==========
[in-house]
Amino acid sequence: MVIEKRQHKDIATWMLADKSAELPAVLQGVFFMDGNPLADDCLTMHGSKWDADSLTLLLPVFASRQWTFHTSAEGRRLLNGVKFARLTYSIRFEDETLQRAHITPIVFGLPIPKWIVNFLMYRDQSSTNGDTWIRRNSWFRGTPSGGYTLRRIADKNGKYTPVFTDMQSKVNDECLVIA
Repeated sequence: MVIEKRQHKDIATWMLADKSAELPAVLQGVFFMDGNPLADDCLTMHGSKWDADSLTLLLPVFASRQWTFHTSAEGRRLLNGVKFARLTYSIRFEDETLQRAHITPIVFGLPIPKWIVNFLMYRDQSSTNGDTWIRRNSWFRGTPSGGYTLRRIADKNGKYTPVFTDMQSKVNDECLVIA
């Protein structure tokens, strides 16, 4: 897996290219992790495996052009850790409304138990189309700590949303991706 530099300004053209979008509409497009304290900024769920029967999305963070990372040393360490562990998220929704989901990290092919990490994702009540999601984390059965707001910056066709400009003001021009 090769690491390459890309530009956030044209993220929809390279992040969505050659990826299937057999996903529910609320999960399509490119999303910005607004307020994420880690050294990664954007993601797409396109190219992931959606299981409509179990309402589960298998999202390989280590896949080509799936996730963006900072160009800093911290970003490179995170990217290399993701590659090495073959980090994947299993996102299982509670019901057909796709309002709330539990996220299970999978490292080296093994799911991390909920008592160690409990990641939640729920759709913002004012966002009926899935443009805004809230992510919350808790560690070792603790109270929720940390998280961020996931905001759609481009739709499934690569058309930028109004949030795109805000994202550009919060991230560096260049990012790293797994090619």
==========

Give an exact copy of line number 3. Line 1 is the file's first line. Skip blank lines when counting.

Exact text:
Repeated sequence: MVIEKRQHKDIATWMLADKSAELPAVLQGVFFMDGNPLADDCLTMHGSKWDADSLTLLLPVFASRQWTFHTSAEGRRLLNGVKFARLTYSIRFEDETLQRAHITPIVFGLPIPKWIVNFLMYRDQSSTNGDTWIRRNSWFRGTPSGGYTLRRIADKNGKYTPVFTDMQSKVNDECLVIA